"The 10-year German Bund yield could fall to a record-equalling 3 per cent in the months to come in response to worries about the eurozone economy, believes John Davies, bond analyst at WestLB.
"'Given the contracting economy and mounting threat of deflation, we now expect the European Central Bank to cut rates to 1.5% by the summer [from 3.25% now], which is lower than the market expects,' he says.
"Mr Davies notes that the rapid steepening of the spread between two-year and 10-year German yields, which started in September, has slowed as the market moves to price in rates of 2% by the spring.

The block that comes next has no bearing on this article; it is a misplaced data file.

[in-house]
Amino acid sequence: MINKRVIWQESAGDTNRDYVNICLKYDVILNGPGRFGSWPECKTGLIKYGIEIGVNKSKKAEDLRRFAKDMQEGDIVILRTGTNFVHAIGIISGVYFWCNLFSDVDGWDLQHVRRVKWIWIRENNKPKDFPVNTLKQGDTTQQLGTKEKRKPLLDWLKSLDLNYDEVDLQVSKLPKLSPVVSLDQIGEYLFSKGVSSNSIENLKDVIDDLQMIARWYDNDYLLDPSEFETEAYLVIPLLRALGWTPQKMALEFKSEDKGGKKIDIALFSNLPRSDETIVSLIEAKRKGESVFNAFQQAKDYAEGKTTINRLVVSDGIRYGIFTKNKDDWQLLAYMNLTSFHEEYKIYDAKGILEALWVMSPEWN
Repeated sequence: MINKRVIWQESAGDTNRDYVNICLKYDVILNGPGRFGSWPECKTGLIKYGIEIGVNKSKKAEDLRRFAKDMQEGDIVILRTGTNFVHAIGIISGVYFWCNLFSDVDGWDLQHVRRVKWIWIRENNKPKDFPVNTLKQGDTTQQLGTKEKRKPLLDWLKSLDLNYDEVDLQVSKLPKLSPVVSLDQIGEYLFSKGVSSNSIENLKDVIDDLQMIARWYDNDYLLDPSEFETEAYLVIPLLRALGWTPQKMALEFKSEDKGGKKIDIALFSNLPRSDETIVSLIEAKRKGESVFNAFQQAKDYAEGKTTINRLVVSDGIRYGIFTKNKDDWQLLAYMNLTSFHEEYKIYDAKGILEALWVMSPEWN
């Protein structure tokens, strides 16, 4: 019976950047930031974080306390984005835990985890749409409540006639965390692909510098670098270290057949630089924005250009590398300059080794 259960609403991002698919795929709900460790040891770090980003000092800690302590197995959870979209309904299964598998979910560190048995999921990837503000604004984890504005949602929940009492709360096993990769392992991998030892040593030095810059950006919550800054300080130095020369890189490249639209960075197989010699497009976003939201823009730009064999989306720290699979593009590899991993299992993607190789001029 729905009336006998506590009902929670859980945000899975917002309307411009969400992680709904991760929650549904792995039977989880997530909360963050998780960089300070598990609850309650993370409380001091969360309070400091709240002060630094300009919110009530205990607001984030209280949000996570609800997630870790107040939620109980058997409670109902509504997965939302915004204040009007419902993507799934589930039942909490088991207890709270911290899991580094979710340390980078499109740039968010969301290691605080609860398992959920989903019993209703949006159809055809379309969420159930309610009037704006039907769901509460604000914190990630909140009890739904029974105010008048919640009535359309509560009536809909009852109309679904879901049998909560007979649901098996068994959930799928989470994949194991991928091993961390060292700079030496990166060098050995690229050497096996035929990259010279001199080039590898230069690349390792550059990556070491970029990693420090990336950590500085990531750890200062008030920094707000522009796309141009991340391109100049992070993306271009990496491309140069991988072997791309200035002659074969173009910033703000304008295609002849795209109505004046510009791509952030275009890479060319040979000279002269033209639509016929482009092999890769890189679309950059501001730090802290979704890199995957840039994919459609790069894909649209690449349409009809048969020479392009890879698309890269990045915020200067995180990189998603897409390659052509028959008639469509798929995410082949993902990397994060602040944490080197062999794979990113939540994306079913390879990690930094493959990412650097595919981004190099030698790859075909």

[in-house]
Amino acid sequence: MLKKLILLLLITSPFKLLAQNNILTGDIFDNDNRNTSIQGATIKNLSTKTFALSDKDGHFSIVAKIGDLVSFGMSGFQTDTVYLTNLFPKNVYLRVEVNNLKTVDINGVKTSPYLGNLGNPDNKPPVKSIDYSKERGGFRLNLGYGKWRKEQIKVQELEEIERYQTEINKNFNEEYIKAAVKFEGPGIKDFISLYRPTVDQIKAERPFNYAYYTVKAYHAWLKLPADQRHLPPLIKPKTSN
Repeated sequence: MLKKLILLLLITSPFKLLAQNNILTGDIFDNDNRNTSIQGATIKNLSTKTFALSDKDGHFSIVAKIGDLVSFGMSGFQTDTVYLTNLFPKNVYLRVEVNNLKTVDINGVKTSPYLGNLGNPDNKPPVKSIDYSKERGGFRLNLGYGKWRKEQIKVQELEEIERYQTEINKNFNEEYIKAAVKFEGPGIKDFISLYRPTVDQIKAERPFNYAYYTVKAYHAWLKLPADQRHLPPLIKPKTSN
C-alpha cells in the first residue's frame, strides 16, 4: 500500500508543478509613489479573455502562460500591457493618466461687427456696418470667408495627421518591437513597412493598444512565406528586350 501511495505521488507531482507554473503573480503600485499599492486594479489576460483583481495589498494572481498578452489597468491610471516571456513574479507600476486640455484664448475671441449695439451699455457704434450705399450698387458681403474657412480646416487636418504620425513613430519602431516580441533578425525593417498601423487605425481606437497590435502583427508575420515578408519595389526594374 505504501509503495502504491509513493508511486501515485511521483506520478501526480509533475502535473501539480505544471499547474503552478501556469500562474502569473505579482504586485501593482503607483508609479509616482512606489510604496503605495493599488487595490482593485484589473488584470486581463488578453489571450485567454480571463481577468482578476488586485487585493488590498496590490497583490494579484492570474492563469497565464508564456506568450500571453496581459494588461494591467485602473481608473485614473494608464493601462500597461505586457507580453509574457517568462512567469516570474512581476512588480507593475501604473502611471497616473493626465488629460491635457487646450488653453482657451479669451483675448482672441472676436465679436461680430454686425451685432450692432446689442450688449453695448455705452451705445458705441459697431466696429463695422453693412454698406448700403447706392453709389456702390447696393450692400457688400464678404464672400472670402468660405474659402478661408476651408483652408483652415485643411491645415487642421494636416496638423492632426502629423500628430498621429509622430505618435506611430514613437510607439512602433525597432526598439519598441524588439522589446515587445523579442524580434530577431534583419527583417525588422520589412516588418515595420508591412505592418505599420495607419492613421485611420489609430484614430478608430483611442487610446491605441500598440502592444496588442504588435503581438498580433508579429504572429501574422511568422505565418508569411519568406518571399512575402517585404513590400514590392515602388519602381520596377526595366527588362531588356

"But he says: 'Given our forecast of a more aggressive ECB rate cut cycle, we fully expect the curve-steepening trend to remain safely intact.'
"While the steepening will primarily be driven by moves at the short end of the curve, long-end yields will fall as recession fears overshadow a jump in new issuance, Mr Davies says.
"'We expect the 10-year yield to fall from 3.6% to 3.25% within the next three-to-six months, and even test the 3% record low set in September 2005. It is only the rise in supply next year that stops us projecting a sub-3% yield.'"
Source: John Davies, WestLB (via Financial Times), November 18, 2008.
Bloomberg: China passes Japan as biggest US Treasuries holder
"China surpassed Japan in September to become the biggest foreign holder of US Treasuries, as foreign investors sought the relative safety of government debt as stocks plunged 9.1% that month.